If, at first, you don’t succeed… then trial trial trial again. Or, learn from your mistakes, try again with a different approach and have a lot of fun with the second go. That’s what the phrase should be.
Ten days ago I wrote about the experiment we ran with getting tweets live onto screens at the Etihad stadium on a match day. An experiment in using social media, twitter in particular, to engage football fans in the run-up to a Premier League match – integrated into our pre- and post-match entertainment schedule. It was a good experiment in that it showed up lots of the challenges.
Last weekend, when MCFC played Norwich City, we gave it another go.
This time, rather than showing a conversation between two selected fans, we implemented a filtered twitter-stream based around the hashtag #blueview.
We had Mass Relevance’s Tweetriver auto-filtering the ‘fire-hose’ of twitter, and we set it to reject RTs, tweets containing links and profanity. All tweets were held for moderation. With some things it’s better to be safe than sorry – especially if you’re just getting it off the ground.
Tweets were displayed in a ticker-tape when there was live video going out – and in a stack when there was no action on-stage in the pre-match entertainment. We specifically focused on 1pm – 2.30 pm and 5pm – 6pm in order to avoid connectivity issues – but, of course, that means we missed the bulk of the audience.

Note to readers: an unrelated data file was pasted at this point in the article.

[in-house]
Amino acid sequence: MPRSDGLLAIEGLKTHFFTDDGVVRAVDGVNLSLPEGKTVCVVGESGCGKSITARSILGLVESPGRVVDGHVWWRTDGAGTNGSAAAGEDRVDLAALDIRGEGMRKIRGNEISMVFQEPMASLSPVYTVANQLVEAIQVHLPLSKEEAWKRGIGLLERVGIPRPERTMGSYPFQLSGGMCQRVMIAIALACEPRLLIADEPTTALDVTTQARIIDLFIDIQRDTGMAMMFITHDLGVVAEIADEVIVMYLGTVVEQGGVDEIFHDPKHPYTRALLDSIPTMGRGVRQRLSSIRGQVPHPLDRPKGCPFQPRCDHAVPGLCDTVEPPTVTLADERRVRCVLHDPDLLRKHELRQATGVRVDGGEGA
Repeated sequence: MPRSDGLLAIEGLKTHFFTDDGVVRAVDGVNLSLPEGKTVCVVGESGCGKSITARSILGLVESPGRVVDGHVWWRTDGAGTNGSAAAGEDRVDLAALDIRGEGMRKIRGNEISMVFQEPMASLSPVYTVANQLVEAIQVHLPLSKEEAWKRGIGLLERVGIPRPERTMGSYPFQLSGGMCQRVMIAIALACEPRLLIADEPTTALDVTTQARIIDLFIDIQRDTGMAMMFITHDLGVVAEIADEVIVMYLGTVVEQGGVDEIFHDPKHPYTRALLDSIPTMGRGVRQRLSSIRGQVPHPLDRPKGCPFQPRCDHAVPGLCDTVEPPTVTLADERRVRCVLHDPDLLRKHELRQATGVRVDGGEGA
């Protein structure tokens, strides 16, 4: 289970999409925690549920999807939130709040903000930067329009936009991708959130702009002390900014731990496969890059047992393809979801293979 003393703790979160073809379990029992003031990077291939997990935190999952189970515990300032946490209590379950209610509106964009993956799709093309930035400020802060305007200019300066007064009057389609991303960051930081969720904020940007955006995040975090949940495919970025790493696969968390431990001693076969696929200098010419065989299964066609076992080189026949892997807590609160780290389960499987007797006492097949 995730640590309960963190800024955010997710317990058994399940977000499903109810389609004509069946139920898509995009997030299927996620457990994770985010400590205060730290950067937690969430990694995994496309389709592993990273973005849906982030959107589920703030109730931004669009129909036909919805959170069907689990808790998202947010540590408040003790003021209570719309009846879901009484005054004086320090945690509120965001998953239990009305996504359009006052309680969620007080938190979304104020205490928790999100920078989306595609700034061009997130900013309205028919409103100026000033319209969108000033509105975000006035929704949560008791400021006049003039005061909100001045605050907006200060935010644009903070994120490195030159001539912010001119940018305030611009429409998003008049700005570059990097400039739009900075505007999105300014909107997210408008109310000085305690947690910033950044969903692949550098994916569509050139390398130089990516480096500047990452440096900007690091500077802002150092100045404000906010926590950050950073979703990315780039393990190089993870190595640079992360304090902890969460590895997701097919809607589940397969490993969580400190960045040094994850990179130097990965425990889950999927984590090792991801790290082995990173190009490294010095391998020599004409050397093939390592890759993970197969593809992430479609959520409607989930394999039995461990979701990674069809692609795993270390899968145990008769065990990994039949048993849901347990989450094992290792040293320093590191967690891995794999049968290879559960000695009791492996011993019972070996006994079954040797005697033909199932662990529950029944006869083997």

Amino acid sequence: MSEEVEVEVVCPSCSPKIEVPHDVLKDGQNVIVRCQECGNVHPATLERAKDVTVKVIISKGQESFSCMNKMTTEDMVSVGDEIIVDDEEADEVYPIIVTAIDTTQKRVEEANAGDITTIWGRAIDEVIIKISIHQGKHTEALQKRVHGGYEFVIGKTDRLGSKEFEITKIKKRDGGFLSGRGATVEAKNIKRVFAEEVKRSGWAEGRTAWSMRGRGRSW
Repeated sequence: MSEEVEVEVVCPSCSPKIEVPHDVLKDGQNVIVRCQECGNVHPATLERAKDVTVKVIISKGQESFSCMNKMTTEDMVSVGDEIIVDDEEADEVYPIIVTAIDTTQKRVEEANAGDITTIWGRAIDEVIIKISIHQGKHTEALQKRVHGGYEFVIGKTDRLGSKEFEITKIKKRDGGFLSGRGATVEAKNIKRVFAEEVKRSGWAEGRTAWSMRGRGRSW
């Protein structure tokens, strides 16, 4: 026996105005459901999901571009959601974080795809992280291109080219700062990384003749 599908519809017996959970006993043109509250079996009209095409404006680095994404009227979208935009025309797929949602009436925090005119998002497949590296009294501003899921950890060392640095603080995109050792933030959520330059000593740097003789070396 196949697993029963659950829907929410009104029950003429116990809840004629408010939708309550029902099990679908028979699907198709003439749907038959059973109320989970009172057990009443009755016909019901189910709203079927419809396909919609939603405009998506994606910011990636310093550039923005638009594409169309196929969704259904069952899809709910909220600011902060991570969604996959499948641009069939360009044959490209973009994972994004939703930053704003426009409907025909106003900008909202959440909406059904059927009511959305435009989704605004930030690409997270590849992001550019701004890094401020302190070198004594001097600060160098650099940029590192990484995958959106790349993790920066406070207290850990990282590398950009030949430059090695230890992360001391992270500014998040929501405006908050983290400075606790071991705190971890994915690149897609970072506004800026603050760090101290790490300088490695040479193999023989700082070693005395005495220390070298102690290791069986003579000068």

Where were the fans?
- on their way to the stadium
- across the world
- in City Square
- inside the Stadium
How did they use it?
- Well wishes
- Interaction with presenters
- Abuse (non fans)
Fan feedback was excellent. Lots of people were delighted to get involved and have a voice. User Generated Content, eh? It doesn’t always have to be citizen journalism.
- Tweets using #blueview: about 2,000
- Percentage published: 21%
- Percentage rejected: 43%
- Remaining awaiting moderation: 36%
This 43% of rejections was largely made up of RTs and mentions. Those awaiting moderation are partly made up of duplicate messages where people repeated themselves or others, but also shows us that if we want to get more through the system, we need to speed up/add some resource to the moderation process.
The split of pre/post match tweet volume was 2/1.
Users: we identified just under 1,000 individual twitter authors.
To put this into context, the stadium capacity is 47,700 seats. An estimated 25,000 pass through the Square on a match day (although many will be immediately prior to kick-off) and the City Square capacity is around 5,000. The number of people who would have been in City Square more than an hour before the game would be in the region of a few hundred at any one time. So, it is reasonable to assume that although the factor of people tweeting to see themselves come up on the screen will have played a part, with 1,000 twitter authors, factoring in the penetration of smartphones (c31% in general population) overlayed with the usage profile of twitter… it shows that there’s some desire from people who aren’t at the stadium to take part in the atmosphere of the day.
So, will we do it again?
Yes. In fact, we just did at the Bayern Munich game. Will we do it consistently from now on? It seems like a good idea – the use of social media, smartphones and twitter is likely to rise, but the key factor is whether the fans want it.
What’s next? More experiments, more failures, more learning, more trials, more successes.
Any thoughts or comments are always welcome – either in the comments below or via @mcfcgeeks or mcfcgeeks @ mcfc.co.uk